Mrs. Holloman tells the story of her grandmother’s trip from the U.S. to Salt Spring, and of the first Black settlers on the Island.
Unknown Speaker 0:00
Hello, today we're talking with Mrs. Myrtle Holloman. Her maiden name is Wallace, and she's now living on Saltspring Island. We're taping her across from Wallace Island at Walker's hook here. It's April 18 1977. Would you like to say a little bit, just a little bit to describe the manuscript that your mother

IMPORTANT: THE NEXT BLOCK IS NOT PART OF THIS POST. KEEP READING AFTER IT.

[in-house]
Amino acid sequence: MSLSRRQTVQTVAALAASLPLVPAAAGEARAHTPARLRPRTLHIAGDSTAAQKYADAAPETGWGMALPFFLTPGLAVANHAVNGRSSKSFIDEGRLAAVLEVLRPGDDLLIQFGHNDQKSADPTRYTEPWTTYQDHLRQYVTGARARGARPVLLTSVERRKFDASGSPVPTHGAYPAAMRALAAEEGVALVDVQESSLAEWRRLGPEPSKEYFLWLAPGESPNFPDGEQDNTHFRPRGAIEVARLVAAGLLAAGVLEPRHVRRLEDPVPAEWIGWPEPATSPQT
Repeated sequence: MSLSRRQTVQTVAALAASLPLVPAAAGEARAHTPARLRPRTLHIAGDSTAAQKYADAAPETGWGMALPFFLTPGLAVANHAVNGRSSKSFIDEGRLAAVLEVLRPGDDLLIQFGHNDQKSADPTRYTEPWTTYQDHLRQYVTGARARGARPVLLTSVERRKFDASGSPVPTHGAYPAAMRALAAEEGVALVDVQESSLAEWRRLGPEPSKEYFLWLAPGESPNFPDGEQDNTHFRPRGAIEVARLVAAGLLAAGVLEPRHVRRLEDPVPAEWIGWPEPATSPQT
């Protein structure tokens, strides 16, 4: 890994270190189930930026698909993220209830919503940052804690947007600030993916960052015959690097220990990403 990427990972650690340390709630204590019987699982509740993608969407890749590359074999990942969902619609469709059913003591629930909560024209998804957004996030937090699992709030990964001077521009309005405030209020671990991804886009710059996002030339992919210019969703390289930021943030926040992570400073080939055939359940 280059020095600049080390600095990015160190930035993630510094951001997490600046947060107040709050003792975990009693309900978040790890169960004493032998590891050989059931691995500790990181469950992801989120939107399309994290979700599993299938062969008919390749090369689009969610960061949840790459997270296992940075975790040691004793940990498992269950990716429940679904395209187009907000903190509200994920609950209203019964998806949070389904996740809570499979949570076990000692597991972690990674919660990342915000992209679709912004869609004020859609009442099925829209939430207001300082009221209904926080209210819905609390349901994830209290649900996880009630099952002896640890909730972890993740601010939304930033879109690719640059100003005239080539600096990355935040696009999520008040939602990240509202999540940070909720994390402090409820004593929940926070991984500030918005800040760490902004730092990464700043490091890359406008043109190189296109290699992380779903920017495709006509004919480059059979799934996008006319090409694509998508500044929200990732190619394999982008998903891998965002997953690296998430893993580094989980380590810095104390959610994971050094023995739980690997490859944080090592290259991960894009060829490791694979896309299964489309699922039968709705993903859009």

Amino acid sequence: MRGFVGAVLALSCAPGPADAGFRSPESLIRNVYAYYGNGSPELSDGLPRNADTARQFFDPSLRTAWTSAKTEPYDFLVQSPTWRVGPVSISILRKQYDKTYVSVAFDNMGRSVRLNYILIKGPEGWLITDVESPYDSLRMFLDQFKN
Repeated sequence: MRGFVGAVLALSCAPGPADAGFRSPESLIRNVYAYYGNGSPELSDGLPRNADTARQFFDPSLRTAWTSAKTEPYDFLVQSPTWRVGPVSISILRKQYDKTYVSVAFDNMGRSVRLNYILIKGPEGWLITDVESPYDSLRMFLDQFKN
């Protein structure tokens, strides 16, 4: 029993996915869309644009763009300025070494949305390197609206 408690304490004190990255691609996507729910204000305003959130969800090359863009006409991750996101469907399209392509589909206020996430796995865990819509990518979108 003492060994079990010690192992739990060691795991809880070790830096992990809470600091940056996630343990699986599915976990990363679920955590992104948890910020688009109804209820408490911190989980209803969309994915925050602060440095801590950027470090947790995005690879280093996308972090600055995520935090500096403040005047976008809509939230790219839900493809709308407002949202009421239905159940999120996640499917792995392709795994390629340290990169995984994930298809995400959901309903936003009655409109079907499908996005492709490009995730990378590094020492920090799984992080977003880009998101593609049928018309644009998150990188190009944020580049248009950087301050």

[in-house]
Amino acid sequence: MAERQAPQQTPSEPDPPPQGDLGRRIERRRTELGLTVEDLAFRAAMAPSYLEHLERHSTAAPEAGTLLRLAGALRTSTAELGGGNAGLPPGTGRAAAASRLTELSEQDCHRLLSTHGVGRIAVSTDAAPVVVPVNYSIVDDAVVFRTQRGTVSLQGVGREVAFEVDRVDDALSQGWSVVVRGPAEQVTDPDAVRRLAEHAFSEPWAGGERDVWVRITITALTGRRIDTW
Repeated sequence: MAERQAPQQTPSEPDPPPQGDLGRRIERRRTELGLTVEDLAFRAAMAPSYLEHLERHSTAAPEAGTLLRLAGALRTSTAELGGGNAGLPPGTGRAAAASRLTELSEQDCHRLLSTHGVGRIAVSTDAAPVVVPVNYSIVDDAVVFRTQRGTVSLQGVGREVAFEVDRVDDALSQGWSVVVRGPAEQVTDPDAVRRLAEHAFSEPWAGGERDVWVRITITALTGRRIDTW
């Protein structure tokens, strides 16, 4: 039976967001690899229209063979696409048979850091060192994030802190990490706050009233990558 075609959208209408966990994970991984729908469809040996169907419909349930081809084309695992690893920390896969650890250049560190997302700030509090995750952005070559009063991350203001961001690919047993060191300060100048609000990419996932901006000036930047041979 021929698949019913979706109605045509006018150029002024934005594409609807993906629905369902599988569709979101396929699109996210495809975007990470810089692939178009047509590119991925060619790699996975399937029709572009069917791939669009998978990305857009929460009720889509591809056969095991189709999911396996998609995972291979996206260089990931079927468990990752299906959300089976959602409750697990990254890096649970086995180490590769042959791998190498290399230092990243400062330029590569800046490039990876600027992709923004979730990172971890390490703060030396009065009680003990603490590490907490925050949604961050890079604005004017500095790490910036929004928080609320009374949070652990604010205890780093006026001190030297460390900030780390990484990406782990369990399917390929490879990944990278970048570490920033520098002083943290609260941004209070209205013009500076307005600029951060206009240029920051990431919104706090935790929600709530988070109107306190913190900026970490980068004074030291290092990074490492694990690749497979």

Unknown Speaker 0:23